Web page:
Imag­i­na­tion in Sus­tain­abil­ity

VM&RD - - COLUMN - Lin­sey is the co-founder of INDO in Chicago, Illi­nois USA. She grew up in Michi­gan's fruit belt in a tiny vil­lage called Stevensville and re­ceived her BFA in Graphic De­sign from Columbia Col­lege Chicago in 2006. Lin­sey A Burritt En­hanc­ing your eco messa

Sus­tain­able re­tail prac­tices are just a mat­ter of us­ing com­mon sense and some imag­i­na­tion with used and dis­carded ma­te­ri­als. Lin­sey A. Burritt, co-founder of INDO, Chicago, tells you how.

SValue in dis­carded ma­te­ri­als

There is a mas­sive abun­dance of per­fectly good ma­te­ri­als be­ing thrown away ev­ery­day. There have been re­cy­cling com­pa­nies around for decades try­ing to en­sure that valu­able com­modi­ties such as plas­tic, ar­chi­tec­tural com­po­nents, pa­per and odd­i­ties are re­cy­cled, re­pur­posed or dis­posed of re­spon­si­bly. We are fi­nally start­ing to see th­ese ma­te­ri­als be­ing uti­lized in stores around the world from re­claimed floor­boards to ship­ping pal­ettes. In­te­grat­ing the idea of re­pur­pos­ing is easy. My com­pany, INDO, spe­cial­izes in cre­at­ing win­dow dis­plays out of ma­te­ri­als that have been di­verted from waste or re­cy­cling streams. But there isn't any­thing par­tic­u­larly unique about th­ese ma­te­ri­als. In fact, they are quite or­di­nary. Pa­per, wood, card­board — they are the raw ma­te­ri­als that you are prob­a­bly al­ready us­ing in your dis­plays, but they can be found used. It is even pos­si­ble to find ma­te­rial that hasn't even been used yet, but has been dis­carded or sent to a plant for re­cy­cling due to be­ing an over­run, slightly de­fected or just not needed any longer. In one of our lat­est win­dow dis­plays for Calumet Pho­to­graphic, we found in their ware­house a box of old gels (a ma­te­rial that was used be­fore pho­tog­ra­phy went dig­i­tal) and cre­ated a col­or­ful, tex­tu­ral back­drop. When we un­cov­ered the gels, they were not in the best con­di­tion, but with a lit­tle imag­i­na­tion and the right tools we were able to breathe new life into them. For an­other re­cent dis­play for Op­timo Hat Com­pany, we cre­ated a dis­play out of the hat­mak­ers felt cast-offs. Peo­ple are gen­er­ally sur­prised and in­trigued to find out where the ma­te­ri­als we use come from which cre­ates depth and a com­pelling story. Al­though, it won't al­ways be pos­si­ble to source the ma­te­ri­als you need right from your own re­cy­cling bins. In which case you can scour what re­cy­cling com­pa­nies have to of­fer as well as eBay, Etsy, trash cans, dump­sters, al­leys, Craiglist, your home, work, friends or even neigh­bors. It may seem daunt­ing when you first get started, but if you are pa­tient you will start to find ma­te­ri­als every­where. An­other type of dis­carded ma­te­rial to keep an eye out for is any­thing that is la­beled 'dead stock'. You see dead stock items in the fash­ion in­dus­try of­ten and it ranges any­where from: thread, string, fab­ric, ac­ces­sories or cloth­ing items. There are also ma­te­ri­als out there that are de­fected and there­fore can't be sold and get do­nated, sent to a re­cy­cling com­pany or even thrown away. In­te­grat­ing dis­carded ma­te­ri­als into your win­dow dis­plays and store de­signs is a great way to pos­i­tively con­trib­ute to the en­vi­ron­ment by spread­ing the power of re­use. It is also a great way to en­hance your mes­sag­ing through store dis­plays, es­pe­cially when put to­gether with care. Th­ese ma­te­ri­als tell a story of thought­ful­ness and in­ge­nu­ity. The story doesn't end there. If you plan for an af­ter­life for th­ese ma­te­ri­als whether it be re­cy­cling the dis­play af­ter, sav­ing it to re­use again or do­nat­ing it to a non-for-profit, you can strengthen the re­la­tion­ships in your com­mu­nity through the power of re-use.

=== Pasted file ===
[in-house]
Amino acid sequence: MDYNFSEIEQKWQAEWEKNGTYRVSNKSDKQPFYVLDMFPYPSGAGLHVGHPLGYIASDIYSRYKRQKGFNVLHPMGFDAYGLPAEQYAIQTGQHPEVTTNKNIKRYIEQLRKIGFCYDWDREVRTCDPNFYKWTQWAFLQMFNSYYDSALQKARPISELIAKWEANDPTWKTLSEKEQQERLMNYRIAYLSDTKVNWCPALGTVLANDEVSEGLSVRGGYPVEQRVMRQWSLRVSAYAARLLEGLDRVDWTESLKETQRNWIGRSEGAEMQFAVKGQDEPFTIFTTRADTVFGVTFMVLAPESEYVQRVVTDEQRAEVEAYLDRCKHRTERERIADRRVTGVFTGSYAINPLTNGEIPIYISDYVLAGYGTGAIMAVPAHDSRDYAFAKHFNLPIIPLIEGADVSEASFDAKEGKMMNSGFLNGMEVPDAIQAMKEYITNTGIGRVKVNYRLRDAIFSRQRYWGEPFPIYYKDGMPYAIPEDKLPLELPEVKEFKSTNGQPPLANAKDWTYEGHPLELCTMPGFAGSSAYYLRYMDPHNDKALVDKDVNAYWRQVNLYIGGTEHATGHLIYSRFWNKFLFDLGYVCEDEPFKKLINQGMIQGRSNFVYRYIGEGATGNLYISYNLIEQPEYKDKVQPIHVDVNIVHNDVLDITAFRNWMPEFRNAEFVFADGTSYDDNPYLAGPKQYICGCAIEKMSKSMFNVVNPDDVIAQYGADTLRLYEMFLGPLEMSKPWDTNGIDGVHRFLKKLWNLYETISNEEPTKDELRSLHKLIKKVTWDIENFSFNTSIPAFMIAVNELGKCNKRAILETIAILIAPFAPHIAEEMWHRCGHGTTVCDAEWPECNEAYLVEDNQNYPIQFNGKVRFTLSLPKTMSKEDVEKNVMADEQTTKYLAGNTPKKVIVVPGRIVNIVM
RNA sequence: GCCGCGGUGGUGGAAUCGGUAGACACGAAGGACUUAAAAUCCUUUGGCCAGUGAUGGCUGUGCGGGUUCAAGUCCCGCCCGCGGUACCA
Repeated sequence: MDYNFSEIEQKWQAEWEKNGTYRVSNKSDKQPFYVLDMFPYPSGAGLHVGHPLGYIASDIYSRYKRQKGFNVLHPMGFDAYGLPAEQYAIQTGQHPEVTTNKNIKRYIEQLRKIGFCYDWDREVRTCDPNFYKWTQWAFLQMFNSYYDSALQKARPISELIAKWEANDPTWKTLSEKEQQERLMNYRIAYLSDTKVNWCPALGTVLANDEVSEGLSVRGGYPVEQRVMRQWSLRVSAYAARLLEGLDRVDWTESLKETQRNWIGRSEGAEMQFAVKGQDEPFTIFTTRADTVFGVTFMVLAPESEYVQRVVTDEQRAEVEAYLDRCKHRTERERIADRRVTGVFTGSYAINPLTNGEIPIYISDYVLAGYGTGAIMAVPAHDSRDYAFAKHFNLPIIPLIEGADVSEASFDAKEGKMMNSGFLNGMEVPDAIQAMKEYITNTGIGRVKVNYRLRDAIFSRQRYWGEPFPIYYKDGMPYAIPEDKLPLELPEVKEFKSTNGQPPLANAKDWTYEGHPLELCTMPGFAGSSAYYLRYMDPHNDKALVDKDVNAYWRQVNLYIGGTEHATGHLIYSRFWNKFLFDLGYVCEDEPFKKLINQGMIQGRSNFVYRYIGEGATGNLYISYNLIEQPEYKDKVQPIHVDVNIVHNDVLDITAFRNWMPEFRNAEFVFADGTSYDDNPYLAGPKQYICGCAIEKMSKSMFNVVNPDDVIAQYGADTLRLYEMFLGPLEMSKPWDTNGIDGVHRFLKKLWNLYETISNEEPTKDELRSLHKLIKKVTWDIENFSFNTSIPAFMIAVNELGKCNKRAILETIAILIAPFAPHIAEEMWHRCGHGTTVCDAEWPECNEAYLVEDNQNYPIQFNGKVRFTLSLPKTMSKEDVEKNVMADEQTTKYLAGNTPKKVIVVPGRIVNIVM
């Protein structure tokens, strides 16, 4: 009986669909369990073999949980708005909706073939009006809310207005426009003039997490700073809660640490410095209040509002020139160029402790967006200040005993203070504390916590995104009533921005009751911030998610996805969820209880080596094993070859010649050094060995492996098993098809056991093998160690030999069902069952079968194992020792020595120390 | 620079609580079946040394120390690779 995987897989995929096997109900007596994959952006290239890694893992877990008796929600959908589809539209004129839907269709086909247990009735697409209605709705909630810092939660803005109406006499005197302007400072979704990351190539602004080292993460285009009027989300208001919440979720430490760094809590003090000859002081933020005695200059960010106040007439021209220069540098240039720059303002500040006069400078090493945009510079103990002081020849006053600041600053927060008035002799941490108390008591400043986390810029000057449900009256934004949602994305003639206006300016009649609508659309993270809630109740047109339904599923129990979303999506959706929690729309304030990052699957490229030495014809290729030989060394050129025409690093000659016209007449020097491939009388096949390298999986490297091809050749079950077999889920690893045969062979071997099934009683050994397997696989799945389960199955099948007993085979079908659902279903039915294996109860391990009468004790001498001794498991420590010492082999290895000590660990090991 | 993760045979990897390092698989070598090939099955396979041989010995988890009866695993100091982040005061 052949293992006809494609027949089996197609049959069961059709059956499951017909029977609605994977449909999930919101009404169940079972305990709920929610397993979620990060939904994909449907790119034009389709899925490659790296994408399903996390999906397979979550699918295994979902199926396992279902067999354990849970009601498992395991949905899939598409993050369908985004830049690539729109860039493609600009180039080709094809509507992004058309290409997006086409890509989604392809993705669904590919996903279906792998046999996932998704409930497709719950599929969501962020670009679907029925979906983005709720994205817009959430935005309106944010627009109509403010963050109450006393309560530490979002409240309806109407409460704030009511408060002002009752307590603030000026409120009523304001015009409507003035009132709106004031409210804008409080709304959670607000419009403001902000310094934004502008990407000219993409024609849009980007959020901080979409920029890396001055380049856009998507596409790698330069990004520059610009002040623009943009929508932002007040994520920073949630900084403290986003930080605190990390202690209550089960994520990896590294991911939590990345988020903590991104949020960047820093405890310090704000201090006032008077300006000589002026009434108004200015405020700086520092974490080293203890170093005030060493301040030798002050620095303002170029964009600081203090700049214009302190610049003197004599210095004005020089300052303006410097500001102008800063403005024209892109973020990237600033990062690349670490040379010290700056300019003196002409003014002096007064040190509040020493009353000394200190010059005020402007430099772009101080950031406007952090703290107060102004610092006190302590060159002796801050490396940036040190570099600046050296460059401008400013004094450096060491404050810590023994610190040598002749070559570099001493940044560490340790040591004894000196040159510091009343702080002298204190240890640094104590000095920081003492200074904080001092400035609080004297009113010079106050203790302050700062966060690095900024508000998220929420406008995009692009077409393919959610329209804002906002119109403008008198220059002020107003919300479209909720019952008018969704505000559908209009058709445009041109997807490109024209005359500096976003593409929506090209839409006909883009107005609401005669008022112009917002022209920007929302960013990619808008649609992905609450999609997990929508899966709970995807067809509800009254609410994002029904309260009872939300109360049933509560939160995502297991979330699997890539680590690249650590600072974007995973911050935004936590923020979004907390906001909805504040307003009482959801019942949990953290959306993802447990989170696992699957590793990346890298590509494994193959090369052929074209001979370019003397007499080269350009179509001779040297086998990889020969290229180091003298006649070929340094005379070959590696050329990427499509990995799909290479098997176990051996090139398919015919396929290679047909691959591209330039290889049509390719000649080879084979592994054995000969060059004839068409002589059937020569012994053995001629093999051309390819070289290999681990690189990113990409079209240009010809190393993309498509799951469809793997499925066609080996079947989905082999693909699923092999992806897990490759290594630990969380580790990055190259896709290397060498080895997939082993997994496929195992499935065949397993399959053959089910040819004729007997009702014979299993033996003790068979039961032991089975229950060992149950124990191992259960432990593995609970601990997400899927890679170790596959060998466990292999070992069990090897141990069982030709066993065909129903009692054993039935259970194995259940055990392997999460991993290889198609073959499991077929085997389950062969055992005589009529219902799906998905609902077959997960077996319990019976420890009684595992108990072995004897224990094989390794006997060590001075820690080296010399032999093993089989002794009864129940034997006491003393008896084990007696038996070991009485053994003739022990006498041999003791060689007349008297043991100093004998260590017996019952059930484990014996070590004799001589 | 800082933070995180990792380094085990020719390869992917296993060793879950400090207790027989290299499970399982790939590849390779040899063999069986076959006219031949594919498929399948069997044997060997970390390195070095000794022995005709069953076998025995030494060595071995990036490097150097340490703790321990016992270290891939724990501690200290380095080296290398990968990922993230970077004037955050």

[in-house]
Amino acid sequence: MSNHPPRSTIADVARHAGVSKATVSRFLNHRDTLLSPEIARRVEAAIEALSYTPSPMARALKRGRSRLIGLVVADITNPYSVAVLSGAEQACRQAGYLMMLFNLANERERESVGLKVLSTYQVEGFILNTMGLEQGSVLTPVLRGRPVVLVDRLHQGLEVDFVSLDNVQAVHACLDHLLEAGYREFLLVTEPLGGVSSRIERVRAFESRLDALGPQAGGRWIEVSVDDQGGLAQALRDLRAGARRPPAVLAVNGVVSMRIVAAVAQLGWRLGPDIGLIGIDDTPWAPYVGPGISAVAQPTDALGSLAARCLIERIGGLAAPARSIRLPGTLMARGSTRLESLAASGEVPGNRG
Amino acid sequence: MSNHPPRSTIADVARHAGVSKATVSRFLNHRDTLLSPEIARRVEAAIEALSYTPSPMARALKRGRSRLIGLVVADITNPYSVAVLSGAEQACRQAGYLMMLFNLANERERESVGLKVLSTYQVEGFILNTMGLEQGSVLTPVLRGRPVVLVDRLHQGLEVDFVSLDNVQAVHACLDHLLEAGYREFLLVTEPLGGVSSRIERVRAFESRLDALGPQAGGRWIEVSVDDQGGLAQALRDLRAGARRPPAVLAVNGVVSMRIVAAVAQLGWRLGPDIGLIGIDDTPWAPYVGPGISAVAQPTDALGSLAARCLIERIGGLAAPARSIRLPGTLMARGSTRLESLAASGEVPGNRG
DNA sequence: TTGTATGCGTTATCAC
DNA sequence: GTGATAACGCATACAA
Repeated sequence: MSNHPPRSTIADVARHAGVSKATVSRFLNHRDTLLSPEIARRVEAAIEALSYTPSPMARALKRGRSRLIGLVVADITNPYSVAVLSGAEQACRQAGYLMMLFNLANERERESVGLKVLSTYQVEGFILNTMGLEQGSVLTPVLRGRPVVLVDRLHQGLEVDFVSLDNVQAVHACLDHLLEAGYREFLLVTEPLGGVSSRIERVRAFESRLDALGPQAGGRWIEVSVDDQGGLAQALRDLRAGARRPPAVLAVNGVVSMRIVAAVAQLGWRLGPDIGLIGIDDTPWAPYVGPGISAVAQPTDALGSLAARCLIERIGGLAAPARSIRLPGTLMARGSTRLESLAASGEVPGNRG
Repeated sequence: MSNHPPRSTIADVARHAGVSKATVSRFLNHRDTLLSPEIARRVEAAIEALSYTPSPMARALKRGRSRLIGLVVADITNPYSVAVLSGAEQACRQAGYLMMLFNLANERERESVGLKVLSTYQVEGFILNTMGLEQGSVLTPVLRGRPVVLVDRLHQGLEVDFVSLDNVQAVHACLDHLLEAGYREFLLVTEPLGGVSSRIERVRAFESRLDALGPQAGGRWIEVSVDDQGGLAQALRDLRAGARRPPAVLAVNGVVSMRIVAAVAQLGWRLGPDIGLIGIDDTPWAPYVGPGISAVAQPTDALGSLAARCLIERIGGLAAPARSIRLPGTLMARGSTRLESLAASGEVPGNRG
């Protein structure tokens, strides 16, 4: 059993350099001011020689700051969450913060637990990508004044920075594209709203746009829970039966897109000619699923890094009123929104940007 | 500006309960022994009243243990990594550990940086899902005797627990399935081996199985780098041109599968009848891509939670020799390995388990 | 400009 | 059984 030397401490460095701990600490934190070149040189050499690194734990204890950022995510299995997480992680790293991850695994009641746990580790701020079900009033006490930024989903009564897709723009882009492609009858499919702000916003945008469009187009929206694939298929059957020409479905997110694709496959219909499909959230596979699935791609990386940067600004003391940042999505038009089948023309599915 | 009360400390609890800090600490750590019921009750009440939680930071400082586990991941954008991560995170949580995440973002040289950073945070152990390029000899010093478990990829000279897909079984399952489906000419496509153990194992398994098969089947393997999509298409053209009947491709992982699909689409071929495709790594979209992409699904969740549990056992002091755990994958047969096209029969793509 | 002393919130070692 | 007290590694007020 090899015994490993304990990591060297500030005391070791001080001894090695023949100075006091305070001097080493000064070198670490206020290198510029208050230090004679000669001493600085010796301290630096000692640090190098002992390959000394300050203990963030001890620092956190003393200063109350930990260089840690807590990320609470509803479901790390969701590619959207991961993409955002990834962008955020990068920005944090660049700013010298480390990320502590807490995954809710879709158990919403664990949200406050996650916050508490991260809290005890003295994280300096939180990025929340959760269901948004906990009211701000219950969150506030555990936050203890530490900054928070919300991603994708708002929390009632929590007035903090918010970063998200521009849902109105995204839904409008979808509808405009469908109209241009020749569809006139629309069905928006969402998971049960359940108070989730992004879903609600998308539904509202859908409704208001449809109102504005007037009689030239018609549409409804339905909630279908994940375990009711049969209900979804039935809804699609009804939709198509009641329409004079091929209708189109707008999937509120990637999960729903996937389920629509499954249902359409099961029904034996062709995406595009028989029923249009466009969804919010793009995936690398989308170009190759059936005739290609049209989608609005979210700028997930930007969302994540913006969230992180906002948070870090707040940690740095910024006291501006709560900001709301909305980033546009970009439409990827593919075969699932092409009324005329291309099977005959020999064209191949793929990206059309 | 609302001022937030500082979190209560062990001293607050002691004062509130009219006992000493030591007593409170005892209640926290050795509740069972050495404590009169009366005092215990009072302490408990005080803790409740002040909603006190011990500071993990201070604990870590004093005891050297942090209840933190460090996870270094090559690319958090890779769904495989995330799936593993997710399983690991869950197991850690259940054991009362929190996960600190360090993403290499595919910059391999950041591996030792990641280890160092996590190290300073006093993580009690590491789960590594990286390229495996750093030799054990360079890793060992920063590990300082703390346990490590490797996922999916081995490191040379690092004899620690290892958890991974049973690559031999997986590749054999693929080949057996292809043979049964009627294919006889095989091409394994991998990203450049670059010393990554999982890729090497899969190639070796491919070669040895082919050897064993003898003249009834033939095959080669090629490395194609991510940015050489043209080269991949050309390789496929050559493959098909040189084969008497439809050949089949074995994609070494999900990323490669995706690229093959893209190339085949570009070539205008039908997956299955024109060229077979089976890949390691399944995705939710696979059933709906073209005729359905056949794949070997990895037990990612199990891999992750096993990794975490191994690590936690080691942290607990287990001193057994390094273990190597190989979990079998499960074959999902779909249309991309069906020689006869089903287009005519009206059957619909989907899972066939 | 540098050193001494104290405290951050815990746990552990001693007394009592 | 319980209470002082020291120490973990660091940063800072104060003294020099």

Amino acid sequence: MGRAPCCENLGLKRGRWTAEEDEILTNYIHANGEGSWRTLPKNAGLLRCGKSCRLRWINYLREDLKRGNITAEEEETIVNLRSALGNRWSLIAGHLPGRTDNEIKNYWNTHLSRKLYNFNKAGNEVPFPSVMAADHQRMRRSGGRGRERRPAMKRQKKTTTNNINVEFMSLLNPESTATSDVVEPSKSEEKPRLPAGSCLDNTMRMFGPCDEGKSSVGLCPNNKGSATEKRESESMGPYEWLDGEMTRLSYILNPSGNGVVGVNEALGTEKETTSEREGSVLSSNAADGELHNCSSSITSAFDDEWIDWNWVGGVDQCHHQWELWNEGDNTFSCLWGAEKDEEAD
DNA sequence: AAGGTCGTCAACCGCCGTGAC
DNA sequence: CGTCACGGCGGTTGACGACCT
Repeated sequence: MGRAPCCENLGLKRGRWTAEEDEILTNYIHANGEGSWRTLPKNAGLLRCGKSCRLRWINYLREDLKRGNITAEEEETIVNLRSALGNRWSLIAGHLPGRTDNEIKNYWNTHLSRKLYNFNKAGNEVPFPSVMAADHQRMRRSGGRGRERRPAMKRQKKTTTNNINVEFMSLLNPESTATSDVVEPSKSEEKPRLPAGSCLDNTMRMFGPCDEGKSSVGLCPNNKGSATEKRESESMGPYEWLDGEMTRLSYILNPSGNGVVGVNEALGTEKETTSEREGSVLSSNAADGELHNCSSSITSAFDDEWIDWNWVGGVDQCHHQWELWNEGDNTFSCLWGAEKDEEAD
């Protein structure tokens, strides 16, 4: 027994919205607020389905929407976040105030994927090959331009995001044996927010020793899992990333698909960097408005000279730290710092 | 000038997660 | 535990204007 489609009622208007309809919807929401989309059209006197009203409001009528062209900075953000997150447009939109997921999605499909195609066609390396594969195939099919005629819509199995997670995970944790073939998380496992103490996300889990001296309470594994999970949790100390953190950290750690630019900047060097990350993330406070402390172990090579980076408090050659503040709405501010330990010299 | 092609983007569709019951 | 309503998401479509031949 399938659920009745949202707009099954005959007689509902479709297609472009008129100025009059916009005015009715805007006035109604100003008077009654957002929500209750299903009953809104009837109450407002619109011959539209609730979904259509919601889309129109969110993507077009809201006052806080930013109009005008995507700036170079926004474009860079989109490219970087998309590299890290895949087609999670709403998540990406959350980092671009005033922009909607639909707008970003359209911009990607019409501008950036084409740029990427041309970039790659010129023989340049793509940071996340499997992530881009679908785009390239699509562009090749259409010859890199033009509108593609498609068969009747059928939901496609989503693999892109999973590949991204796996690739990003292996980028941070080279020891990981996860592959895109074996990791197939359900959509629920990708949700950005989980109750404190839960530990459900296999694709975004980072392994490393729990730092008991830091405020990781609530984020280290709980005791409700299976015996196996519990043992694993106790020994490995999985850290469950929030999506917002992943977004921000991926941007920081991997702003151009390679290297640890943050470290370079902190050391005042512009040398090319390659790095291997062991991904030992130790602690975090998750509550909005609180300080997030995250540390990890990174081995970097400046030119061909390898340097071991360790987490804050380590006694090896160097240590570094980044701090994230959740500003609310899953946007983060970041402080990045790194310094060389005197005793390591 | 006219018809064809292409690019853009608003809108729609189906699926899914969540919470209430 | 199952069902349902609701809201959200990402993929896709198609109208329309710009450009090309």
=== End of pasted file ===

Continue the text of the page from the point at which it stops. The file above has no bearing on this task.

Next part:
TIPS on in­te­grat­ing dis­carded ma­te­ri­als:

Start small : Star­bucks started of­fer­ing dis­counts on cof­fee when cus­tomers brought re­us­able cups be­fore they started to use sal­vaged ma­te­ri­als in their store de­signs. A lit­tle ac­tion goes a long way.

Tell a story: Make a con­nec­tion be­tween the ma­te­rial you are sav­ing and how it's be­ing reimag­ined. Peo­ple will talk about it.

Be pa­tient: Sourc­ing dis­carded ma­te­ri­als can take time, but if you stick it out the out­come is re­ward­ing.

Sup­port a good cause: Win­dow dis­plays can be a source for dia­logue and sup­port for your com­mu­nity.

Find in­spi­ra­tion: Start a Pin­ter­est, or col­lect im­ages of good ideas so you never get stumped us­tain­able de­sign prac­tices are mak­ing their way into the re­tail de­sign in­dus­try with com­pa­nies like Star­bucks who re­cently de­signed a drive-through out of old ship­ping con­tain­ers and Patag­o­nia who has a re­cy­cling pro­gram where they take back old cloth­ing to re­cy­cle them anew. An­other leader in bring­ing those same sen­si­bil­i­ties into vis­ual mer­chan­dis­ing and win­dow dis­play is An­thro­polo­gie where they craft some of their beau­ti­ful in­tri­cate dis­plays out of var­i­ous re­cy­cled ma­te­ri­als such as old tires, wine corks, news­pa­per and hang­ers from the dry clean­ers. And all over the world artists and de­sign­ers are find­ing in­spi­ra­tion in the move­ment to­wards sus­tain­abil­ity — and it is def­i­nitely more than a trend, it is a move­ment.

Projects pics by Ju­lia Stotz

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